Eventually, however, we cracked our first narrative. The story of a young karate master whose home was invaded by a robber. The film itself is lost to us forever, but we remember the story perfectly, so we’ve taken the liberty of recreating the script here.
int. modest home — day
A KARATE MASTER, played by Mark, casually saunters around his living room in a gi, thinking about stuff. [Note: “The Karate Kid” had just come out and we were taking karate lessons.]
Suddenly, we see a ROBBER, played by our neighbor Brandt, who didn’t really want to be doing this. The Robber sloooooooooooooooowly turns the door handle and walks into the living room. He pulls out a “cigarette” (blue Bic pen) and lights it (mimed). The Karate Master sees the Robber and runs toward him. He jumps into the air, kicking the cigarette out of the burglar’s hand.
There is a quick scuffle (too quick) and the Robber throws the Karate Master out of the house.
Sometime later. So much later that the Robber now seems to have taken ownership of the house? Sure. In fact, he is so comfortable that he seems to be casually lifting weights in the living room. [Note: These were pink hand weights that came with our mother’s Jane Fonda workout video set.]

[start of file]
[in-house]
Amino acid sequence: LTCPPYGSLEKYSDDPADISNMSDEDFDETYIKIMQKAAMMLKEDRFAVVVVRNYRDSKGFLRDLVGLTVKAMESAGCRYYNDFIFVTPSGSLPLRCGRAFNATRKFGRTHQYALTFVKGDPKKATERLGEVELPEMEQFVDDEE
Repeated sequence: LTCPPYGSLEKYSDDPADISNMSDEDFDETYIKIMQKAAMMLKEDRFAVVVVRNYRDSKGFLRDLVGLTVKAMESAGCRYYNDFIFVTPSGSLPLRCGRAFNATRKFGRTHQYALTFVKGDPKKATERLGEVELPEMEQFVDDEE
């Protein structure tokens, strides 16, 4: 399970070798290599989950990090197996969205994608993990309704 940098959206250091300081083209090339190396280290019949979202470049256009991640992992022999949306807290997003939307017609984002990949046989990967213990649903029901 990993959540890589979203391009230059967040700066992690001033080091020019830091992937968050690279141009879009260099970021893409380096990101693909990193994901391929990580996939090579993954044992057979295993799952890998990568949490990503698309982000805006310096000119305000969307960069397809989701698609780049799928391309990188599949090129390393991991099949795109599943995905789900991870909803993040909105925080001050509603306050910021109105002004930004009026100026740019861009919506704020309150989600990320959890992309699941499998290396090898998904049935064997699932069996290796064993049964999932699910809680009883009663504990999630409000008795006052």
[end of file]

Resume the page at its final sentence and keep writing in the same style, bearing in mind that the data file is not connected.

In a wide shot, the Karate Master comes flying into the room, and jumps on top of the Robber. [Mark: I accidentally dropped my knee into Brandt’s crotch. The pain he displayed and the yelp he emitted were, according to Jay, “like gold.” We kept it in.]
The Karate Master has reassumed control of his home. He is preparing dinner for himself (bowl of Corn Flakes), unaware that a mysterious presence lurks just beyond him. When the Karate Master finally sees the Robber, he notices that the Robber is holding a knife. A knife that already has blood (ketchup) on it, though he hasn’t killed the Karate Master yet? It was super dramatic, so we went with it.
As the Robber closes in on our doomed Karate Master, the Robber utters these final, chilling words:
“These days, you cannot ... trust — anyone.”
cut to black THE END
We watched the film over and over that day. Three scenes. Five minutes. We were so proud of ourselves. We showed it to our parents, who did what proved to be the perfect thing. They neither praised nor dismissed it. They simply observed, gently supported the effort, and quickly left us to figure out the next steps.
In bed that night, swimming in the unknown waters of what we had just accomplished and who we might become, I couldn’t help but raise the unthinkable question to my big brother ...
“Do you think ... do you think, maybe, one day ... one of our movies might be on cable?”
Jay considered this, his face a blend of doubt, fear and unbridled excitement.
“I don’t know. Let’s get some sleep.”
But neither of us could sleep.